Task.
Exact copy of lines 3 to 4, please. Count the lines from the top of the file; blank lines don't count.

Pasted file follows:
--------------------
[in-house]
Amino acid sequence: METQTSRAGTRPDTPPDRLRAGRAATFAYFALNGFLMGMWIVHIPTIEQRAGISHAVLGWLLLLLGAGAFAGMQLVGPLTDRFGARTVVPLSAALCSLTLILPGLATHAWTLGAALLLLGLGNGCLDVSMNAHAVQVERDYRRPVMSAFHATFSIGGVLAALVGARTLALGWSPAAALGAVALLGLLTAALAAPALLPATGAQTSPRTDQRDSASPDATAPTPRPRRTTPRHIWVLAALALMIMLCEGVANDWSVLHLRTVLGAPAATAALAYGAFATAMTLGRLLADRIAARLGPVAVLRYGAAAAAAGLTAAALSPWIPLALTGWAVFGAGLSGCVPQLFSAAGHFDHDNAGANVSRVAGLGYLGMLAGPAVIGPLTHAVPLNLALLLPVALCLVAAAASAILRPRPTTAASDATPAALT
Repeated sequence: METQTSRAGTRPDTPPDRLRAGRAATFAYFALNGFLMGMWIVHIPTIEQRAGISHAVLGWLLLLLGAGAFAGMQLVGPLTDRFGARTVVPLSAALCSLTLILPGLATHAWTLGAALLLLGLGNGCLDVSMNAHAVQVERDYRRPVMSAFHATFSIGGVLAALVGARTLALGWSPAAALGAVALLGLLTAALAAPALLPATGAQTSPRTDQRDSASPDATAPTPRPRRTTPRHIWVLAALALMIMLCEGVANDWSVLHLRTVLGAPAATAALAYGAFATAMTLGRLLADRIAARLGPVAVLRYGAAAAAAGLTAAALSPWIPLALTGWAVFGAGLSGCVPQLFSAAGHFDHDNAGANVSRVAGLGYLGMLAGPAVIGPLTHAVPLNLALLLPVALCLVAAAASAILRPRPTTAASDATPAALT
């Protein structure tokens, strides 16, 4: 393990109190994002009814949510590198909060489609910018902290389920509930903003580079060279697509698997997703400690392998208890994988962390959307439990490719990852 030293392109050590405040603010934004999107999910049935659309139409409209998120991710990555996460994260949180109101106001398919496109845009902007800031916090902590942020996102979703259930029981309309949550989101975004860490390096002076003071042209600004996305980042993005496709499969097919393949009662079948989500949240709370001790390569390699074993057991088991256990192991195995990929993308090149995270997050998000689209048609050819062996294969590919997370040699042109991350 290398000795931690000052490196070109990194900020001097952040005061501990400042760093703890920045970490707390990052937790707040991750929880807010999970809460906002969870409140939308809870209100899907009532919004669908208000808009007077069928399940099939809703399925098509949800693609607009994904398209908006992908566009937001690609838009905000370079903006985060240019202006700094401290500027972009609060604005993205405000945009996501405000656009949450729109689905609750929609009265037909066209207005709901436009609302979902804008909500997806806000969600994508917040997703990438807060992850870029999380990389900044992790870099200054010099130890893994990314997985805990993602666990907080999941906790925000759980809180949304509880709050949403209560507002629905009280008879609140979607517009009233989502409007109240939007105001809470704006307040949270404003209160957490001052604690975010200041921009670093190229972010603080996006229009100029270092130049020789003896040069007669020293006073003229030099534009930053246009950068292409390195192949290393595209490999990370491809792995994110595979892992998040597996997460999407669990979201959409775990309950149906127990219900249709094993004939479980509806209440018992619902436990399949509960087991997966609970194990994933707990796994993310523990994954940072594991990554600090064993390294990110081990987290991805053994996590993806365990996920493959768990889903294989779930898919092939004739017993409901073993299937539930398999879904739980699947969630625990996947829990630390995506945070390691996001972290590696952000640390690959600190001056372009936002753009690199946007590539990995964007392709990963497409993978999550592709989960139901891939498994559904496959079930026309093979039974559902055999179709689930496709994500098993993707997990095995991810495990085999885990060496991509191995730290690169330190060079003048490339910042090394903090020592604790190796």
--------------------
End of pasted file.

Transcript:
Repeated sequence: METQTSRAGTRPDTPPDRLRAGRAATFAYFALNGFLMGMWIVHIPTIEQRAGISHAVLGWLLLLLGAGAFAGMQLVGPLTDRFGARTVVPLSAALCSLTLILPGLATHAWTLGAALLLLGLGNGCLDVSMNAHAVQVERDYRRPVMSAFHATFSIGGVLAALVGARTLALGWSPAAALGAVALLGLLTAALAAPALLPATGAQTSPRTDQRDSASPDATAPTPRPRRTTPRHIWVLAALALMIMLCEGVANDWSVLHLRTVLGAPAATAALAYGAFATAMTLGRLLADRIAARLGPVAVLRYGAAAAAAGLTAAALSPWIPLALTGWAVFGAGLSGCVPQLFSAAGHFDHDNAGANVSRVAGLGYLGMLAGPAVIGPLTHAVPLNLALLLPVALCLVAAAASAILRPRPTTAASDATPAALT
């Protein structure tokens, strides 16, 4: 393990109190994002009814949510590198909060489609910018902290389920509930903003580079060279697509698997997703400690392998208890994988962390959307439990490719990852 030293392109050590405040603010934004999107999910049935659309139409409209998120991710990555996460994260949180109101106001398919496109845009902007800031916090902590942020996102979703259930029981309309949550989101975004860490390096002076003071042209600004996305980042993005496709499969097919393949009662079948989500949240709370001790390569390699074993057991088991256990192991195995990929993308090149995270997050998000689209048609050819062996294969590919997370040699042109991350 290398000795931690000052490196070109990194900020001097952040005061501990400042760093703890920045970490707390990052937790707040991750929880807010999970809460906002969870409140939308809870209100899907009532919004669908208000808009007077069928399940099939809703399925098509949800693609607009994904398209908006992908566009937001690609838009905000370079903006985060240019202006700094401290500027972009609060604005993205405000945009996501405000656009949450729109689905609750929609009265037909066209207005709901436009609302979902804008909500997806806000969600994508917040997703990438807060992850870029999380990389900044992790870099200054010099130890893994990314997985805990993602666990907080999941906790925000759980809180949304509880709050949403209560507002629905009280008879609140979607517009009233989502409007109240939007105001809470704006307040949270404003209160957490001052604690975010200041921009670093190229972010603080996006229009100029270092130049020789003896040069007669020293006073003229030099534009930053246009950068292409390195192949290393595209490999990370491809792995994110595979892992998040597996997460999407669990979201959409775990309950149906127990219900249709094993004939479980509806209440018992619902436990399949509960087991997966609970194990994933707990796994993310523990994954940072594991990554600090064993390294990110081990987290991805053994996590993806365990996920493959768990889903294989779930898919092939004739017993409901073993299937539930398999879904739980699947969630625990996947829990630390995506945070390691996001972290590696952000640390690959600190001056372009936002753009690199946007590539990995964007392709990963497409993978999550592709989960139901891939498994559904496959079930026309093979039974559902055999179709689930496709994500098993993707997990095995991810495990085999885990060496991509191995730290690169330190060079003048490339910042090394903090020592604790190796």